Then the knee blew and he had to have TPL (torn ligament) surgery. I still crack up at the memory of Bruno's doctor explaining to us the size of the metal rod he used to put into Bruno's leg. Yup, you guessed it, the same size they use in ponies and horses. Needless to say this surgery was very costly and required aftercare that neither Chris nor I were expecting or ready for. However, at the time, Bruno was only 4 years old, and even though the life expectancy for a Great Dane is 8-10 years he was still very much a young dog with lots and lots of life to live.
His surgery was in July, which was good because it was still warm enough to try and walk him around outside afterwards which was part of his rehab. We had other options with rehab, but everything cost so much. With the help of our vets and a neighbor (who eventually became our pet sitter and Bruno's "second mom") we were able to nurse him back to almost 100%. Bruno no longer limped. He would run and play and chase the boys and gallop around the yard, sometimes looking like a deer if you saw him prance by the window out of the corner of your eye.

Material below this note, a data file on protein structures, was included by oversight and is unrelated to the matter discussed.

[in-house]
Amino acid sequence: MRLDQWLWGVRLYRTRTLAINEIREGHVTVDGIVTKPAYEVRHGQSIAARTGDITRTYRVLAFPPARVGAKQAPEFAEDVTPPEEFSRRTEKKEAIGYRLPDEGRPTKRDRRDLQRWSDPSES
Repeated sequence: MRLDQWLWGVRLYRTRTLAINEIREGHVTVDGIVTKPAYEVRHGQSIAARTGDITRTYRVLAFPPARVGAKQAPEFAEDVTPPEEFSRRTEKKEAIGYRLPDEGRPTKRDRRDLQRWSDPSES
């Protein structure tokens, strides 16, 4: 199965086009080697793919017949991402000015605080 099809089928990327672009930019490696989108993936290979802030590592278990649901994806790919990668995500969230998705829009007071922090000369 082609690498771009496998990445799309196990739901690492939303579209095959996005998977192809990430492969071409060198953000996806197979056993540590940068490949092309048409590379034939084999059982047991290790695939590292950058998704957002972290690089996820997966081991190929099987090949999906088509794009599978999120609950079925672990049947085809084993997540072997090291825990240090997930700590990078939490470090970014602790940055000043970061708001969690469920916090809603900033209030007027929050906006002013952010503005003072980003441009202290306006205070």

Bruno is beautiful. I haven't addressed this yet because I get choked up but I will say it again. He is beautiful! He is a fawn colored Dane with the black "mask" of a face. We never had his ears cropped where as some Danes have the 'pointed' ears that stick straight up, Bruno's are soft and floppy and freaking adorable.
Yet what makes Bruno beautiful is his spirit. He is a master at sweetness, a king of his domain yet he can't stand to be by himself. Great Danes are called "Gentle Giants" for a reason. They are sweet tempered, patient, easy go lucky and very, very much a people kind of dog. They confuse themselves to be lap dogs and yes, on many occasions has backed into the couch and sat down. He was playful as a puppy, into EVERYTHING as most puppies are. He grew quickly and matured into the handsome dog he is today.